AlphaTauri

Points 27 Position Team 8 Power Unit Red Bull Powertrains
Founded 2020 Based Faenza

After a sterling year in 2020 that saw Pierre Gasly climb on top of the podium in Monza, he showed his worth once again in 2021 for an AlphaTauri team that has shown flashes of even potentially moving beyond Formula 1's midfield.

Back in 2006, Formula 1 saw the first Scuderia Toro Rosso, AlphaTauri's predecessor line up on the grid. The team, previously Paul Stoddart's Minardi, had been bought as Red Bull Racing's junior team, a place where they could train drivers away from the pressure before promoting them to the senior team.

The philosophy behind Toro Rosso/AlphaTauri has meant that the Formula 1 team has always been in the lower half of the pack, a training ground more than a place to get the results.

That, though, didn't stop Sebastian Vettel.

Back in 2008 the German made history as he made the most of the conditions at a wet Monza circuit, taking the team's first-ever pole position. A day later he did the unthinkable as he followed that up with the race win, Toro Rosso's first and only win under that marque.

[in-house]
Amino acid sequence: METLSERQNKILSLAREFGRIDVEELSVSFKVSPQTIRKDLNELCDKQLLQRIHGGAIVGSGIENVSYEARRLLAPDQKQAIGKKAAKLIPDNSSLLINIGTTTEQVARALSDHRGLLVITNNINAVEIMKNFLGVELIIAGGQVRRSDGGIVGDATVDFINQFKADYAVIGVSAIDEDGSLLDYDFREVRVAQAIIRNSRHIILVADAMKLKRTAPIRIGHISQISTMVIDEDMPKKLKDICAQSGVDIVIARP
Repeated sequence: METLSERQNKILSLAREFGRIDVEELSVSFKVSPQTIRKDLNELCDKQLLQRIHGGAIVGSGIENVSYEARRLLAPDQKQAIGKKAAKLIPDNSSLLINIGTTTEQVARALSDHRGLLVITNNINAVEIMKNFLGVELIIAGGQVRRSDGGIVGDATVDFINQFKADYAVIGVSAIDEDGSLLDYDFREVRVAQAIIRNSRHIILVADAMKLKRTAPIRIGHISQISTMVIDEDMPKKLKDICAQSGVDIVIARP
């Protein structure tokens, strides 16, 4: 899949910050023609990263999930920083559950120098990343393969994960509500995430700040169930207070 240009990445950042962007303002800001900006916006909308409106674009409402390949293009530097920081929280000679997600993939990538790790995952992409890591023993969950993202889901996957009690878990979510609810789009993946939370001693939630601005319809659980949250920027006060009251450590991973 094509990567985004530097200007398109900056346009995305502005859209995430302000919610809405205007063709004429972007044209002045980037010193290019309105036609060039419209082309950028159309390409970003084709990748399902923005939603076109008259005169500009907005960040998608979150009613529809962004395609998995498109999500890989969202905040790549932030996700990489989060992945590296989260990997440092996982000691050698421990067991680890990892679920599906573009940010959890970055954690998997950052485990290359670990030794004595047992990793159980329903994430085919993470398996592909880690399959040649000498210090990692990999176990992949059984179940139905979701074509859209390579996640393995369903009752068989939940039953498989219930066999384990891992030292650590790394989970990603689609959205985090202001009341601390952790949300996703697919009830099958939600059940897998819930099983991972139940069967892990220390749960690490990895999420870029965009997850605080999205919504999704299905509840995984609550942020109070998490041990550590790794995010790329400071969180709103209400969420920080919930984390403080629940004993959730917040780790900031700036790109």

The team added two further podiums in 2019. Daniil Kvyat, returning to Toro Rosso after being axed from the programme after the 2017 season, was third in a chaotic German GP while Gasly, demoted to Toro Rosso after failing to make the grade at Red Bull, was second in Brazil.

Their efforts meant Toro Rosso, running a Honda engine for the second year in succession, finished the championship in sixth place. That matched their best previous performance from Vettel's race-winning 2008 season.

For 2020 Red Bull owner Dietrich Mateschitz rebranded Toro Rosso to AlphaTauri, reflecting his company's new venture in the fashion world.

And on the track it certainly did them no harm as Gasly repeated Vettel's heroics by winning the Italian Grand Prix at Monza, a second win for the team and again on home soil, the stuff of dreams!

For 2021, AlphaTauri welcomed Yuki Tsunoda into the team as Gasly's new team-mate, marking the realisation of Honda's long-held wish to bring a Japanese driver into Formula 1.

But Tsunoda is no charity case. After only arriving in Europe a few years ago, his sublime form in F3 and F2 justified a swift promotion to Formula 1, but he struggled to show his class from his junior days. He has been given another chance for 2022, something he admitted himself came as something of a surprise to him.

Gasly continued his resurgent form too, brilliantly proving after his demotion that speed can still be found. He broke the 100-point barrier in a season for the first time, while adding another podium finish to his tally in Azerbaijan. Perhaps a senior seat awaits him elsewhere for 2023?